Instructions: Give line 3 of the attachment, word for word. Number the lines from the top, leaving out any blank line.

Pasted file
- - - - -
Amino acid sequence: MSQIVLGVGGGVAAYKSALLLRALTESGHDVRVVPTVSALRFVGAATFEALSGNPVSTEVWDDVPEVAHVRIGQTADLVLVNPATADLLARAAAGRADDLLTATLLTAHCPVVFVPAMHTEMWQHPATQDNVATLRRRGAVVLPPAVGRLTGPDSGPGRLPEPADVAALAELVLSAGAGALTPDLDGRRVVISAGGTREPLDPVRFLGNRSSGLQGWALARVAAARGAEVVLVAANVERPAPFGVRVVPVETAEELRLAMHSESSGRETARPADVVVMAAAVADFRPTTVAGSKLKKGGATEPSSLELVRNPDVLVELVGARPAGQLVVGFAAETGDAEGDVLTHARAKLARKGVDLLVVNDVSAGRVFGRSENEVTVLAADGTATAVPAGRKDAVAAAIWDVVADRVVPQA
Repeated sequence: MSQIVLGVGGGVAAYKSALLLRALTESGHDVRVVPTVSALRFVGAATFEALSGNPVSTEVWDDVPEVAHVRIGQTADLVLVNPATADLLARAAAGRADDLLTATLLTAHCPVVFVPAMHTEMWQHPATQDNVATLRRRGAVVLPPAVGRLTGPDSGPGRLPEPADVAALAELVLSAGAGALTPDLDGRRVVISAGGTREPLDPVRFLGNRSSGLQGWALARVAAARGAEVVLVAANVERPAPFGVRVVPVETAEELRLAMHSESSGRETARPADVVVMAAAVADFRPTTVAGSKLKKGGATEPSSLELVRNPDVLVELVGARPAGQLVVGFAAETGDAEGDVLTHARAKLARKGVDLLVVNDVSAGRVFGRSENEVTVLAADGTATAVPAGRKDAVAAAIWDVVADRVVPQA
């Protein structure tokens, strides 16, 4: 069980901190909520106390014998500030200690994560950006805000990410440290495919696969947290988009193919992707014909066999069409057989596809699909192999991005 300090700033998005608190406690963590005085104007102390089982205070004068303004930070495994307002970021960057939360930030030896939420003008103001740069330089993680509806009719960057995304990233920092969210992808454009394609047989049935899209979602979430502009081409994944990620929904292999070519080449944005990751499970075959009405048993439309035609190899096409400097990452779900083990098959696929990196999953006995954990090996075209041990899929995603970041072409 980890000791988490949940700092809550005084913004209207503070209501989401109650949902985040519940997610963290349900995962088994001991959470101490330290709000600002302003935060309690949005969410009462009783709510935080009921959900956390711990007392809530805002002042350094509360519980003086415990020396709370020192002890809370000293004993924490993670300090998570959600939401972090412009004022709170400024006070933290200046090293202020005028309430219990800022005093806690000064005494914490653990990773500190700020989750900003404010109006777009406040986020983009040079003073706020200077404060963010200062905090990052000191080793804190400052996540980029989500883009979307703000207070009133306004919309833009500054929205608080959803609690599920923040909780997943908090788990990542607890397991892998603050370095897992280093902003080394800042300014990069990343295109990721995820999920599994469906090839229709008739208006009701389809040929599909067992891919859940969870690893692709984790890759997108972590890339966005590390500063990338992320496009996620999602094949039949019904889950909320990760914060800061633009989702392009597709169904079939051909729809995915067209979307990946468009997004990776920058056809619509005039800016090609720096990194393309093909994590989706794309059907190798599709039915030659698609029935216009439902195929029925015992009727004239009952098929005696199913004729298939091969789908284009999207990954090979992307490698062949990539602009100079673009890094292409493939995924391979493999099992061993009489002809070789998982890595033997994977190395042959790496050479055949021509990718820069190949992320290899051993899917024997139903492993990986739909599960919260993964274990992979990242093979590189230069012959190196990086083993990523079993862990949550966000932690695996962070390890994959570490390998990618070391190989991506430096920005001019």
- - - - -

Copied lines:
């Protein structure tokens, strides 16, 4: 069980901190909520106390014998500030200690994560950006805000990410440290495919696969947290988009193919992707014909066999069409057989596809699909192999991005 300090700033998005608190406690963590005085104007102390089982205070004068303004930070495994307002970021960057939360930030030896939420003008103001740069330089993680509806009719960057995304990233920092969210992808454009394609047989049935899209979602979430502009081409994944990620929904292999070519080449944005990751499970075959009405048993439309035609190899096409400097990452779900083990098959696929990196999953006995954990090996075209041990899929995603970041072409 980890000791988490949940700092809550005084913004209207503070209501989401109650949902985040519940997610963290349900995962088994001991959470101490330290709000600002302003935060309690949005969410009462009783709510935080009921959900956390711990007392809530805002002042350094509360519980003086415990020396709370020192002890809370000293004993924490993670300090998570959600939401972090412009004022709170400024006070933290200046090293202020005028309430219990800022005093806690000064005494914490653990990773500190700020989750900003404010109006777009406040986020983009040079003073706020200077404060963010200062905090990052000191080793804190400052996540980029989500883009979307703000207070009133306004919309833009500054929205608080959803609690599920923040909780997943908090788990990542607890397991892998603050370095897992280093902003080394800042300014990069990343295109990721995820999920599994469906090839229709008739208006009701389809040929599909067992891919859940969870690893692709984790890759997108972590890339966005590390500063990338992320496009996620999602094949039949019904889950909320990760914060800061633009989702392009597709169904079939051909729809995915067209979307990946468009997004990776920058056809619509005039800016090609720096990194393309093909994590989706794309059907190798599709039915030659698609029935216009439902195929029925015992009727004239009952098929005696199913004729298939091969789908284009999207990954090979992307490698062949990539602009100079673009890094292409493939995924391979493999099992061993009489002809070789998982890595033997994977190395042959790496050479055949021509990718820069190949992320290899051993899917024997139903492993990986739909599960919260993964274990992979990242093979590189230069012959190196990086083993990523079993862990949550966000932690695996962070390890994959570490390998990618070391190989991506430096920005001019």